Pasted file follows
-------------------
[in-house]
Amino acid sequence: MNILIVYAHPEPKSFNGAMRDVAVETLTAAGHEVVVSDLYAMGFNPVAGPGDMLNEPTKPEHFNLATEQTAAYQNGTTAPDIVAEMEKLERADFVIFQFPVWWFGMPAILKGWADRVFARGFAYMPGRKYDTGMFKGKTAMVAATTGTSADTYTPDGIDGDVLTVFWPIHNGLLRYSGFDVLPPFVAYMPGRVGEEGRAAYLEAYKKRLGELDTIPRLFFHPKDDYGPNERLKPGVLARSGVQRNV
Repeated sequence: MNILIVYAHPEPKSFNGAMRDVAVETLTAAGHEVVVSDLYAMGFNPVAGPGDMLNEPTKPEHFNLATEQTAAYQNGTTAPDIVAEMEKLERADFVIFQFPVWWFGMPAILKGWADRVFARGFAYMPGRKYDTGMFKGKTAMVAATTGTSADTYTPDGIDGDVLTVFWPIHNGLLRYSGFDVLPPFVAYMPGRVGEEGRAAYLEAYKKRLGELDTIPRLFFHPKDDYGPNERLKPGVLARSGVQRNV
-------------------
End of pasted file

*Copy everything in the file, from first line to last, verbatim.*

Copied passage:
[in-house]
Amino acid sequence: MNILIVYAHPEPKSFNGAMRDVAVETLTAAGHEVVVSDLYAMGFNPVAGPGDMLNEPTKPEHFNLATEQTAAYQNGTTAPDIVAEMEKLERADFVIFQFPVWWFGMPAILKGWADRVFARGFAYMPGRKYDTGMFKGKTAMVAATTGTSADTYTPDGIDGDVLTVFWPIHNGLLRYSGFDVLPPFVAYMPGRVGEEGRAAYLEAYKKRLGELDTIPRLFFHPKDDYGPNERLKPGVLARSGVQRNV
Repeated sequence: MNILIVYAHPEPKSFNGAMRDVAVETLTAAGHEVVVSDLYAMGFNPVAGPGDMLNEPTKPEHFNLATEQTAAYQNGTTAPDIVAEMEKLERADFVIFQFPVWWFGMPAILKGWADRVFARGFAYMPGRKYDTGMFKGKTAMVAATTGTSADTYTPDGIDGDVLTVFWPIHNGLLRYSGFDVLPPFVAYMPGRVGEEGRAAYLEAYKKRLGELDTIPRLFFHPKDDYGPNERLKPGVLARSGVQRNV